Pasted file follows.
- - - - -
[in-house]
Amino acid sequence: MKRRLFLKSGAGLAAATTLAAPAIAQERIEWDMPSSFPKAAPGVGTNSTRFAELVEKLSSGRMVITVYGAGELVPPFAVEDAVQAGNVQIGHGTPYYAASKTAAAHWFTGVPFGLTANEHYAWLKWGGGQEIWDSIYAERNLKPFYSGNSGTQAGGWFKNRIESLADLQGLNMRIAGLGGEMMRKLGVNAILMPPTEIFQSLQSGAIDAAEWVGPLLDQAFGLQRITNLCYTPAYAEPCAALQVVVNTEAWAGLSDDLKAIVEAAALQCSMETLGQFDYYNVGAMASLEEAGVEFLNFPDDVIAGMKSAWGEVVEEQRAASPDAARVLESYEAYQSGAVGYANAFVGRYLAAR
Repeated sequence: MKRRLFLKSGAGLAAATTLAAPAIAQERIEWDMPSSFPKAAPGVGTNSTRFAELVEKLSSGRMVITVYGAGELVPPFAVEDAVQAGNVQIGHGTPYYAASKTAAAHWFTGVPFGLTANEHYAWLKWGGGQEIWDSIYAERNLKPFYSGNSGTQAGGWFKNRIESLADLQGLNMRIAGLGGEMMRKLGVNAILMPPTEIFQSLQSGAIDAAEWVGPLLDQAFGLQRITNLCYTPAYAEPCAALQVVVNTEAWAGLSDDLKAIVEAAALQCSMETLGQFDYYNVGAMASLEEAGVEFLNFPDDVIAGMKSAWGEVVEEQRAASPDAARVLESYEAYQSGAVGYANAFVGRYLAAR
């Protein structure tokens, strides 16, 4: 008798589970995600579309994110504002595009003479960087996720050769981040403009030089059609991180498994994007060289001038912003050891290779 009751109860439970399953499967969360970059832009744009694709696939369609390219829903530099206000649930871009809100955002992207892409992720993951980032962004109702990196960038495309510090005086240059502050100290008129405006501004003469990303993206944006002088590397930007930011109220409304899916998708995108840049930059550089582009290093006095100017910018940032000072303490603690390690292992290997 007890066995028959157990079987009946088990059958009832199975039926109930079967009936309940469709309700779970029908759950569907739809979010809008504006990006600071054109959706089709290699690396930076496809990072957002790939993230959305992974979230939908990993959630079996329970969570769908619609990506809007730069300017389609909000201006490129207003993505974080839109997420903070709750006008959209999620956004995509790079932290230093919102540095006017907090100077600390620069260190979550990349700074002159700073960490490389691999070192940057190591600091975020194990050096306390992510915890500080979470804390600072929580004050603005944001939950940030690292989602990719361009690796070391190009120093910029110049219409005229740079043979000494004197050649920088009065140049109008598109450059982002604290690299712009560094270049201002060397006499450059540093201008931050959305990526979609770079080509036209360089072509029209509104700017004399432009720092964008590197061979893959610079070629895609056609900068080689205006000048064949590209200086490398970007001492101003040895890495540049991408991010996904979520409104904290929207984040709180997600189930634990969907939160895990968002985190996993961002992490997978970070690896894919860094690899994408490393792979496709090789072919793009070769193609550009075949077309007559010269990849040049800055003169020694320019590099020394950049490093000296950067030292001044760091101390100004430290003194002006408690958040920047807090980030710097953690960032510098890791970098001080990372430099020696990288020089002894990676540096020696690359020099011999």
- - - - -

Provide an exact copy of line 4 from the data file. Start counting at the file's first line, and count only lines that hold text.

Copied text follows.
């Protein structure tokens, strides 16, 4: 008798589970995600579309994110504002595009003479960087996720050769981040403009030089059609991180498994994007060289001038912003050891290779 009751109860439970399953499967969360970059832009744009694709696939369609390219829903530099206000649930871009809100955002992207892409992720993951980032962004109702990196960038495309510090005086240059502050100290008129405006501004003469990303993206944006002088590397930007930011109220409304899916998708995108840049930059550089582009290093006095100017910018940032000072303490603690390690292992290997 007890066995028959157990079987009946088990059958009832199975039926109930079967009936309940469709309700779970029908759950569907739809979010809008504006990006600071054109959706089709290699690396930076496809990072957002790939993230959305992974979230939908990993959630079996329970969570769908619609990506809007730069300017389609909000201006490129207003993505974080839109997420903070709750006008959209999620956004995509790079932290230093919102540095006017907090100077600390620069260190979550990349700074002159700073960490490389691999070192940057190591600091975020194990050096306390992510915890500080979470804390600072929580004050603005944001939950940030690292989602990719361009690796070391190009120093910029110049219409005229740079043979000494004197050649920088009065140049109008598109450059982002604290690299712009560094270049201002060397006499450059540093201008931050959305990526979609770079080509036209360089072509029209509104700017004399432009720092964008590197061979893959610079070629895609056609900068080689205006000048064949590209200086490398970007001492101003040895890495540049991408991010996904979520409104904290929207984040709180997600189930634990969907939160895990968002985190996993961002992490997978970070690896894919860094690899994408490393792979496709090789072919793009070769193609550009075949077309007559010269990849040049800055003169020694320019590099020394950049490093000296950067030292001044760091101390100004430290003194002006408690958040920047807090980030710097953690960032510098890791970098001080990372430099020696990288020089002894990676540096020696690359020099011999």